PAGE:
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The Girl on the Train – Paula Hawkins



Posted October 21, 2016 by

The Girl on the Train – Paula Hawkins – 2015

The Girl On The Train by Paula Hawkins

Emily Blunt in the movie


Posted by ReadLit Team – Team@ReadLit.com

We could not help but share Anthony Lane’s witty review of The Girl on the Train (both the movie and the book) in The New Yorker of Oct. 17, 2016 (#HowCanWeNotLoveTheNewYorker #AnthonyLane):


The Current Cinema – Seeing Things – Anthony Lane – The New Yorker – Oct. 17, 2016

   Here is an introduction to “The Girl on the Train.” Listen carefully, and answer the questions that follow. Rachel (Emily Blunt) used to be married to Tom (Justin Theroux), but Tom had an affair with Anna (Rebecca Ferguson), who is now his wife. He and Anna have a baby, whose nanny is named Megan (Haley Bennett). Megan looks a bit like Anna. She–Megan, not Anna–lives with Scott (Luke Evans), who is creepy and possessive, although Tom also looks a bit clenched. Not as clenched as Kamal (Edgar Ramírez), however, who is Megan’s superhot shrink. Rachel will later on enroll as a patient of Kamal’s. Stay with me here. It so happens that Rachel, who is obsessed with her ex, takes twice-daily train ride that passes the house where Tom and Anna live. One day, she–Rachel, not Anna–sees, or thinks she sees, a woman with blond hair, who could be Megan, although she might be mistaken for Anna, kissing a man with dark hair, who could be Scott, Tom, Kamal, or possibly the FedEx delivery guy, on a balcony. Faced with this devastating evidence, she, Rachel, becomes a sleuth, teaming up, slightly unwisely, with Scott, who believes, slightly wrongly, that she is a friend of Megan’s. So (1), who beds whom? (2) Who doesn’t? (3) Who gets whacked? (4) Why can’t Rachel mind her own business? (5) Frankly, who gives a damn?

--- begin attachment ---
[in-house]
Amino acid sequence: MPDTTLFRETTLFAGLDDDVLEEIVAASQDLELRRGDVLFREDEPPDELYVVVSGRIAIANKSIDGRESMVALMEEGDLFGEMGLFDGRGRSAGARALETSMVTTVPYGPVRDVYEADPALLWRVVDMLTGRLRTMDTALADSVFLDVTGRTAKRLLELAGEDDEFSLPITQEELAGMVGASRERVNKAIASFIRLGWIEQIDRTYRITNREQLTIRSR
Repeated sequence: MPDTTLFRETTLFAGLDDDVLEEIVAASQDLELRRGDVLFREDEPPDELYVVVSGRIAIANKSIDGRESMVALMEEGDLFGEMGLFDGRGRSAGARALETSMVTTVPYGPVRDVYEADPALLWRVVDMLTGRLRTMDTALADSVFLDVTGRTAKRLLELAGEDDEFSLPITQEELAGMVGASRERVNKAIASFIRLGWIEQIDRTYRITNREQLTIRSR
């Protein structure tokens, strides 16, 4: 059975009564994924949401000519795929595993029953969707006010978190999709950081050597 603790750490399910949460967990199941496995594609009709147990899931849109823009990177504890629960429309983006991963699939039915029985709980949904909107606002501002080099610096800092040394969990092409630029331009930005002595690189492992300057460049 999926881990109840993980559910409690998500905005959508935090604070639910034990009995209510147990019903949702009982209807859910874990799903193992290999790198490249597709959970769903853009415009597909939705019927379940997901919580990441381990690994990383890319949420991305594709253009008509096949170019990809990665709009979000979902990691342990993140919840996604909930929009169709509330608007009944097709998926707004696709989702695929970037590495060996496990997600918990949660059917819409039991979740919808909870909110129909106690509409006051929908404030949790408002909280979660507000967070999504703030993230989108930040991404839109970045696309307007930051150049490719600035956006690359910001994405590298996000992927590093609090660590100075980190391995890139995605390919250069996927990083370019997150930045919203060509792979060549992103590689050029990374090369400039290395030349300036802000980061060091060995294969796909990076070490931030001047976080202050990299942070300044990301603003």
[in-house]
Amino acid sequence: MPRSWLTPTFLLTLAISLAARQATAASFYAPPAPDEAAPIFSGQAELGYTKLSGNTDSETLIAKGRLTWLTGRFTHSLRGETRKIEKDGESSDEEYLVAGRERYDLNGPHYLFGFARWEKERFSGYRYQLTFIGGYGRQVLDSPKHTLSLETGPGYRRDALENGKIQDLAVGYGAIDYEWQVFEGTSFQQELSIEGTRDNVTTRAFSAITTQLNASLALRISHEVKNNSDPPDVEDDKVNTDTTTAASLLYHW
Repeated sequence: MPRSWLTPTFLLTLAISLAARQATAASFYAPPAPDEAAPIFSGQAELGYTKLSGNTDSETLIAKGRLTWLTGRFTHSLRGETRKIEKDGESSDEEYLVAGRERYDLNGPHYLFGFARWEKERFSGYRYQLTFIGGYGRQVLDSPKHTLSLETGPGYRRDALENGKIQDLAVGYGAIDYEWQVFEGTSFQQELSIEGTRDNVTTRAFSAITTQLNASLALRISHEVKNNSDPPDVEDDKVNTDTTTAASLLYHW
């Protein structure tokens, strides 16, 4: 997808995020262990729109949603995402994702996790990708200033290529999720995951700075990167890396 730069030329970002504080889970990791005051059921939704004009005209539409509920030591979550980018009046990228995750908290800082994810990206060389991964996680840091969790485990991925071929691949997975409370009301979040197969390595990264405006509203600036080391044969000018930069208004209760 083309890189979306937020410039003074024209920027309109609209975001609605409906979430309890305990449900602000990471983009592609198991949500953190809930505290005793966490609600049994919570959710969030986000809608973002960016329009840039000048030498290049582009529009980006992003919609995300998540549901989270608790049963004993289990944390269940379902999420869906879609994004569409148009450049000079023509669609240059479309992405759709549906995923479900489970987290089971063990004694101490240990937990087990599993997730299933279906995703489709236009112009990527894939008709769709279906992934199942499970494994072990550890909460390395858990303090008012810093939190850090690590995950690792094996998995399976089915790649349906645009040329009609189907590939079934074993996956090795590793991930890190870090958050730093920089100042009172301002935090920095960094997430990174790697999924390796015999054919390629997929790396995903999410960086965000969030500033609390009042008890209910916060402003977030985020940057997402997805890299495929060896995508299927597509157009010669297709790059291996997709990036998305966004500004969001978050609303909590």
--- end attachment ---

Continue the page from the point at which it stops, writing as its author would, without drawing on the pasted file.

Such are the issues that spring from the film, which is directed by Tate Taylor, written by Erin Cressida Wilson, and adapted from the novel by Paula Hawkins. Half the sentient beings on earth appear to have read the book, alleging with near-unanimity that they couldn’t put it down. I couldn’t pick it up. I tried, frequently, but it always fell from my grasp, tugged down by the dead weight of the prose. Still, plenty of viscous books have been transfigured into sprightly films. Clint Eastwood made something watchable out of “The Bridges of Madison County,” a public feat that ranks with the raising of Lazarus. Perhaps the same could be done with Hawkins’s narrators–three of them, no less, maundering on in the first person, often in the present tense, and each as annoying as the next.

Does it matter that the plot is so full of holes that you could use it to drain spaghetti? (For a more water-tight version, consult Agatha Christie’s “4:50 from Paddington,” in which a passenger–a chum of Miss Marple’s, thank heaven–sitting in one train spots a strangling in another.) Newcomers, innocent of Hawkins’s novel, may not even care that the final twist is visible from many leagues distant. What does rile, though, is the drink. Rachel is a lush, decanting vodka tonics into a plastic beaker for boozing on the move, and Blunt presents a gaunt and sorry spectacle, with flaking lips, unfocussed gaze, and rosy nose. Whereupon she attends a single A.A. meeting and–bingo!–the problem starts to clear. We realize that alcoholism was never a serious theme; it was merely an excuse for false-memory syndrome, and hence a lazy way to mess with the logic of the story. Judging by the restive sighs that crowned the screening I went to, not everyone is fooled.

Last and least, there is the title. Whether there was an overt attempt, first by Hawkins and then by the filmmakers, to cash in on “Gone Girl,” I cannot say, but in both cases an enfeebling example has been set. By any measure, the principal figures in both works are women, and to label them as girls is to tint them with childishness, as if they were easily cowed by circumstances or stormy feelings, and thus more liable to lash out, or to sink into a sulk, rather than submit their troubles to adult consideration. In 1942, Katherine Hepburn starred in “Woman of the Year” as a prize-winning political columnist. Try zipping back in time, telling Hepburn to rename the movie “Girl of the Year,” and see how far you get.


[Anthony Lane’s essay continues with a review of the film “Under the Shadow.”]


“For a more water-tight version, consult Agatha Christie’s 4:50 from Paddington, in which a passenger–a chum of Miss Marple’s, thank heaven–sitting in one train spots a strangling in another.” – Anthony Lane – The New Yorker – Oct. 17, 2016





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